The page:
WVU Extension Agent Brandy E. Brabham (L) and Nola Wilson,
WV SARE's Outreach Coordinator (R) presents Bob Gregory
with the Sustainable Agriculture Research Education Award
Bob and Lynnita Gregory of Berea Gardens Agricultural Center in Orma, WV were one of four recipients of the 2012 Innovative Sustainable Producers in West Virginia Award sponsored by West Virginia Sustainable Agriculture Research Education (SARE) at the 2012 West Virginia University Extension Service’s Small Farm Conference in Morgantown earlier this month.
This recognition celebrates the professional, innovative and sustainable approach of West Virginia farmers, showcasing their passion and raising the profile of the important role they play in West Virginia.
The recognition is designed to promote a positive image of West Virginia farmers and inspire and encourage career choices and investment in West Virginia agriculture.
“Bob and Lynnita Gregory deserve to be recognized as role models for other farmers across the state,” says local WVU Extension Agent, Brandy Brabham.
Brabham nominated the Gregorys because she believes that they fit the criteria for using a whole-farm systems approach that enhances, rather than harms, natural resources.
While new to the area, the Gregorys have experienced success in making sustainable farming systems economically viable over the long term. They also lead and participate in several activities that support the community. They are committed to both the Calhoun County Farmers Market and the Grantsville Farmers Market.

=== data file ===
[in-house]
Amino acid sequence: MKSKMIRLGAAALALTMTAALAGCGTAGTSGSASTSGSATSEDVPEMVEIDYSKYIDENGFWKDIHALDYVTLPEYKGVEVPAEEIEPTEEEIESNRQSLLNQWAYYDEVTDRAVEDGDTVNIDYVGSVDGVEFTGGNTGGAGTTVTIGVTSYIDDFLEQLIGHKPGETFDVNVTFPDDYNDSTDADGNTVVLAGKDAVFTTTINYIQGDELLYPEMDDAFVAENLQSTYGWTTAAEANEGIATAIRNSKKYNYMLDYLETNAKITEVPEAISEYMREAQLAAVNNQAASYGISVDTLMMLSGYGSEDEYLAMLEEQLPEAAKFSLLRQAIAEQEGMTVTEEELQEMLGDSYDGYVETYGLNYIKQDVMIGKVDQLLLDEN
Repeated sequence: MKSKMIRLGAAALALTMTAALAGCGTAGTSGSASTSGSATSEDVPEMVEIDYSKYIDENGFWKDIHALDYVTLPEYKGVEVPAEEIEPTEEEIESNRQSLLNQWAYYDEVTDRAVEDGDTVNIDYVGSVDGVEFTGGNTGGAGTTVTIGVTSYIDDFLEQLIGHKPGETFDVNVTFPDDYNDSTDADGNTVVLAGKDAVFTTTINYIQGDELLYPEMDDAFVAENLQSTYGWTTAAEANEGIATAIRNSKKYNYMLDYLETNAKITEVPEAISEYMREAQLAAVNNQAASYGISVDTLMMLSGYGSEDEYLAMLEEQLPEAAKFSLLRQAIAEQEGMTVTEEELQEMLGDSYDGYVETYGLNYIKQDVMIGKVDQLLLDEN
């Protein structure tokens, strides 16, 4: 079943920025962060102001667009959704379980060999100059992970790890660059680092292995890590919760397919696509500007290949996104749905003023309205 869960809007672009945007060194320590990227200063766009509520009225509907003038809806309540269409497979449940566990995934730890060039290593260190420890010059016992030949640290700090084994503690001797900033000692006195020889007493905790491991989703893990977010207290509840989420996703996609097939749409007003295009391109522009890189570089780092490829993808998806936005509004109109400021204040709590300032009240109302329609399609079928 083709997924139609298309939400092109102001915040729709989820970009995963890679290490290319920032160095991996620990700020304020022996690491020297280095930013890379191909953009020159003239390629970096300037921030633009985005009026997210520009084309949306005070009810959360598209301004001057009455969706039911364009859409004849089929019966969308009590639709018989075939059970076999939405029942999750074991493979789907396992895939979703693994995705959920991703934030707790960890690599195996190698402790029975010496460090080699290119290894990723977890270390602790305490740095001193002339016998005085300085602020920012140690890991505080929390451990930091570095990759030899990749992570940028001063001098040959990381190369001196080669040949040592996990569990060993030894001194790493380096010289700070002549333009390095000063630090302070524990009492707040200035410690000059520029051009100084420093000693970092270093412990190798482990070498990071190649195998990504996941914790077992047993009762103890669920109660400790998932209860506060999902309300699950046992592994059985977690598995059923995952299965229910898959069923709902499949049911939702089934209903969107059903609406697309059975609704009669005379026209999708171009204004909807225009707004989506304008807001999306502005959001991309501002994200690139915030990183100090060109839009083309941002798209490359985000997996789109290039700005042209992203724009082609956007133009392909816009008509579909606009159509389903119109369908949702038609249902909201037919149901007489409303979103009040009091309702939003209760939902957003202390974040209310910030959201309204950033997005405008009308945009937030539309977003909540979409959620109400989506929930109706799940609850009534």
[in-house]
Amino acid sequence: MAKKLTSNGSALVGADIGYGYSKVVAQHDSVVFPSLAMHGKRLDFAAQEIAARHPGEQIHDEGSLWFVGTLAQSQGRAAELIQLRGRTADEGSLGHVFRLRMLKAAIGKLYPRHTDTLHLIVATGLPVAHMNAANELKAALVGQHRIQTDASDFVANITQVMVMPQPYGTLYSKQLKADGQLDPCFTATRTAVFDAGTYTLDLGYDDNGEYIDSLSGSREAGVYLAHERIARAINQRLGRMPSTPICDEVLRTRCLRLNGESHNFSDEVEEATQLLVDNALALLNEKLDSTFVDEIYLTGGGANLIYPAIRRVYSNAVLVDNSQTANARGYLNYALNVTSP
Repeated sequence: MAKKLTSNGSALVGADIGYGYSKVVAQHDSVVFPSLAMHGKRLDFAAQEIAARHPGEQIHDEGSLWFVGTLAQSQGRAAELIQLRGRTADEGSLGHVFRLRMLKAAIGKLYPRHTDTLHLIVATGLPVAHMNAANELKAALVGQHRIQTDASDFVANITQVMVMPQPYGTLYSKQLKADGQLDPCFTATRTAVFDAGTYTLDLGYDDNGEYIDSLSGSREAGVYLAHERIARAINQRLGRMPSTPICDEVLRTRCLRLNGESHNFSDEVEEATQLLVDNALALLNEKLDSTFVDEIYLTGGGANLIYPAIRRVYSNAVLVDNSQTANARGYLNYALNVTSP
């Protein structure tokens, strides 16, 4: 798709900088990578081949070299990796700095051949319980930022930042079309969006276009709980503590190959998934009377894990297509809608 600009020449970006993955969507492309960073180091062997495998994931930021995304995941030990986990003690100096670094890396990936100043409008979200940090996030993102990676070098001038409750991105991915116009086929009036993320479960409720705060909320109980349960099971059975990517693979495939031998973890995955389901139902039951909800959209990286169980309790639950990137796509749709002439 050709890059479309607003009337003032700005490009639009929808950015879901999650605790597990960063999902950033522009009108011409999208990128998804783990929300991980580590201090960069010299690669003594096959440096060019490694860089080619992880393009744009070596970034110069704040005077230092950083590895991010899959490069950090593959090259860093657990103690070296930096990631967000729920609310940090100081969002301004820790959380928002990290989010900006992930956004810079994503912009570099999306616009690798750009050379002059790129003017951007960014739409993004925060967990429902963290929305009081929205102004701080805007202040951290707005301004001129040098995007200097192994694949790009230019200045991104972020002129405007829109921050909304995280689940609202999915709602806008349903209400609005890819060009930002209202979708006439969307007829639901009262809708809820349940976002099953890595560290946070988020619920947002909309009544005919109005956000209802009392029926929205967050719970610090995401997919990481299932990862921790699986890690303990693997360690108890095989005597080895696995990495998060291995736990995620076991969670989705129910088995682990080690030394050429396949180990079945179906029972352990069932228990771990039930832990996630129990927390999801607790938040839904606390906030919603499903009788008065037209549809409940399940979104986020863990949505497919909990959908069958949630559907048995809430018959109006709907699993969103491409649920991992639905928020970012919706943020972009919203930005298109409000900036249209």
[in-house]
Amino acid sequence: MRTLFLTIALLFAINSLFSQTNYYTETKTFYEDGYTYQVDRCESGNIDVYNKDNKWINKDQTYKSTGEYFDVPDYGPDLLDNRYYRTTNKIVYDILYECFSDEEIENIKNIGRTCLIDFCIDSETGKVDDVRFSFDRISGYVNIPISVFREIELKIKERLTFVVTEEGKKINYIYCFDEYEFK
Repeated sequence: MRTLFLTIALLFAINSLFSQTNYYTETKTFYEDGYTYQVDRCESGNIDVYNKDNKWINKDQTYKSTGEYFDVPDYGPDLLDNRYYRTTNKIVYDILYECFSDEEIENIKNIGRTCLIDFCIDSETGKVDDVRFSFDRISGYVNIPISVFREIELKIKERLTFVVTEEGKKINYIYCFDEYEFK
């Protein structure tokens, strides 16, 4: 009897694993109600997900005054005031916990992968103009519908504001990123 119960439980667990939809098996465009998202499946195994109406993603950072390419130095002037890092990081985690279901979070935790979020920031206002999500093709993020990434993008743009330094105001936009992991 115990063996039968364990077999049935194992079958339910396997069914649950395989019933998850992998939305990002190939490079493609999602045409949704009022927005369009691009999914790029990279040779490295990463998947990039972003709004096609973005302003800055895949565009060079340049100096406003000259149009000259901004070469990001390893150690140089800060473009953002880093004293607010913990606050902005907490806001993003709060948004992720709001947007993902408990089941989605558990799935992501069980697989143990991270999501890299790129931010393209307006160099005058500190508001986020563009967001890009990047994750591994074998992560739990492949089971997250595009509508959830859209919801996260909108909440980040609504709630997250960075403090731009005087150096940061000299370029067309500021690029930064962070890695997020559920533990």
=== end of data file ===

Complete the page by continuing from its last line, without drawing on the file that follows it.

They have been involved in the Calhoun County Health Coalition as part of the Change the Future West Virginia Initiative and lead several agricultural courses at their facilities on Milo Road.
They have also engaged the community by hosting workshops and partnering with local agencies to promote the importance of locally grown food and even explore the development of a produce growers group in the Mid-Ohio Valley Region.
Their farm is a diversified vegetable, fruit, and staple crop operation geared toward providing food self-sufficiency and also allowing for sufficient production to meet our economic needs through marketing to the community.
They currently use 4 of our 120 acres for intensive food production using a combination of high tunnels, low tunnels, raised beds and field culture systems.
They are in the process of planting and propagating a number of fruit tree varieties, as well as small fruits, mostly berries & grapes, with the intention of establishing an additional 4 acres of fruit crops.
To learn more about Berea Gardens and the Gregory's work, check their website at bereagardens.org
To learn more about WV SARE’s educational resources and grants through the Northeast SARE region go to nesare.org